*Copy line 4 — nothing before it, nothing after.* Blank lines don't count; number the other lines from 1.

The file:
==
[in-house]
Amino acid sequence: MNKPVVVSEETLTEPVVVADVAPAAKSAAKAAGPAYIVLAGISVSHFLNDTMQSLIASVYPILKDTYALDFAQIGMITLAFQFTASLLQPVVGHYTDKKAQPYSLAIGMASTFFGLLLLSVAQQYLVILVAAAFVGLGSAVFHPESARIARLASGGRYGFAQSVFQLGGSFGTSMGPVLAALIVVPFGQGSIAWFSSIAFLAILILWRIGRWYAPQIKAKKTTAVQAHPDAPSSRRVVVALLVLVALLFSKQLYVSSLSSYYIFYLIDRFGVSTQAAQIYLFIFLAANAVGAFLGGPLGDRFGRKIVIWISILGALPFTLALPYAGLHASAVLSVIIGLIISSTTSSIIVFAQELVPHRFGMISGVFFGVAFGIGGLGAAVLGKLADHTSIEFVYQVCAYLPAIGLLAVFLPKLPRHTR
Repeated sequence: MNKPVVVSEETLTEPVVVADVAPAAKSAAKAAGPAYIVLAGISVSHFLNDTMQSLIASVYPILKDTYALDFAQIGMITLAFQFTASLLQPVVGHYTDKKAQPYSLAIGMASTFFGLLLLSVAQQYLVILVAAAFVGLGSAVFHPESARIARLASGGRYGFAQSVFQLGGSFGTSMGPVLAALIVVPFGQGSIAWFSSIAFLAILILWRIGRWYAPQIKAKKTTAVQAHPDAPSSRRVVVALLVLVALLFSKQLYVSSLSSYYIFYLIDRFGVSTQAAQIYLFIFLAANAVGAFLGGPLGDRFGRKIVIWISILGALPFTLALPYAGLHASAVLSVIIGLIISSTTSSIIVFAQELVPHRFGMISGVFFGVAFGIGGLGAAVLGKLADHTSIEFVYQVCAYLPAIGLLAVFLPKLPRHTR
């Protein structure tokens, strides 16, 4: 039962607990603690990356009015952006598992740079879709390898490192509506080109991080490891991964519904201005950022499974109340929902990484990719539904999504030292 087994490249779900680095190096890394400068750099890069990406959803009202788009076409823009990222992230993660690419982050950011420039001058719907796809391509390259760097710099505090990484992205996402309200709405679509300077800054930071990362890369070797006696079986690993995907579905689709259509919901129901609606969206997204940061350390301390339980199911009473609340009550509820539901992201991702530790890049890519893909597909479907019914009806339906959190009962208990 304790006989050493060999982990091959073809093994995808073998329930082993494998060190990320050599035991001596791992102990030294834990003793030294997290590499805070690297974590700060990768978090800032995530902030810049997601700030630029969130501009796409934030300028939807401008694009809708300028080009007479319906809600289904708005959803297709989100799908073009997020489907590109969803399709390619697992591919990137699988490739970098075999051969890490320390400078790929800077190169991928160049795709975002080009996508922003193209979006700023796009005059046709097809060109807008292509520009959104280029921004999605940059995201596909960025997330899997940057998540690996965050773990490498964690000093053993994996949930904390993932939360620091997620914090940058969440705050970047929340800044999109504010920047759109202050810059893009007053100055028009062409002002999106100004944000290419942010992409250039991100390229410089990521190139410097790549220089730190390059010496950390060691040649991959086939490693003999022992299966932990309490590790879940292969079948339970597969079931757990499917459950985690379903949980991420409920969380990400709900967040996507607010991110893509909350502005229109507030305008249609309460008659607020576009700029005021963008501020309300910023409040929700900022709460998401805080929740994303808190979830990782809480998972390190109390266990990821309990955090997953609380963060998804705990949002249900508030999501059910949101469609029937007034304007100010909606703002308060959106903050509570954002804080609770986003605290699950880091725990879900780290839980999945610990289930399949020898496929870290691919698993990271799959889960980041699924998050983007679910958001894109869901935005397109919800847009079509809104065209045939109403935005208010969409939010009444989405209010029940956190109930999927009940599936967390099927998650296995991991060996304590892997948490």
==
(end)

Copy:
């Protein structure tokens, strides 16, 4: 039962607990603690990356009015952006598992740079879709390898490192509506080109991080490891991964519904201005950022499974109340929902990484990719539904999504030292 087994490249779900680095190096890394400068750099890069990406959803009202788009076409823009990222992230993660690419982050950011420039001058719907796809391509390259760097710099505090990484992205996402309200709405679509300077800054930071990362890369070797006696079986690993995907579905689709259509919901129901609606969206997204940061350390301390339980199911009473609340009550509820539901992201991702530790890049890519893909597909479907019914009806339906959190009962208990 304790006989050493060999982990091959073809093994995808073998329930082993494998060190990320050599035991001596791992102990030294834990003793030294997290590499805070690297974590700060990768978090800032995530902030810049997601700030630029969130501009796409934030300028939807401008694009809708300028080009007479319906809600289904708005959803297709989100799908073009997020489907590109969803399709390619697992591919990137699988490739970098075999051969890490320390400078790929800077190169991928160049795709975002080009996508922003193209979006700023796009005059046709097809060109807008292509520009959104280029921004999605940059995201596909960025997330899997940057998540690996965050773990490498964690000093053993994996949930904390993932939360620091997620914090940058969440705050970047929340800044999109504010920047759109202050810059893009007053100055028009062409002002999106100004944000290419942010992409250039991100390229410089990521190139410097790549220089730190390059010496950390060691040649991959086939490693003999022992299966932990309490590790879940292969079948339970597969079931757990499917459950985690379903949980991420409920969380990400709900967040996507607010991110893509909350502005229109507030305008249609309460008659607020576009700029005021963008501020309300910023409040929700900022709460998401805080929740994303808190979830990782809480998972390190109390266990990821309990955090997953609380963060998804705990949002249900508030999501059910949101469609029937007034304007100010909606703002308060959106903050509570954002804080609770986003605290699950880091725990879900780290839980999945610990289930399949020898496929870290691919698993990271799959889960980041699924998050983007679910958001894109869901935005397109919800847009079509809104065209045939109403935005208010969409939010009444989405209010029940956190109930999927009940599936967390099927998650296995991991060996304590892997948490």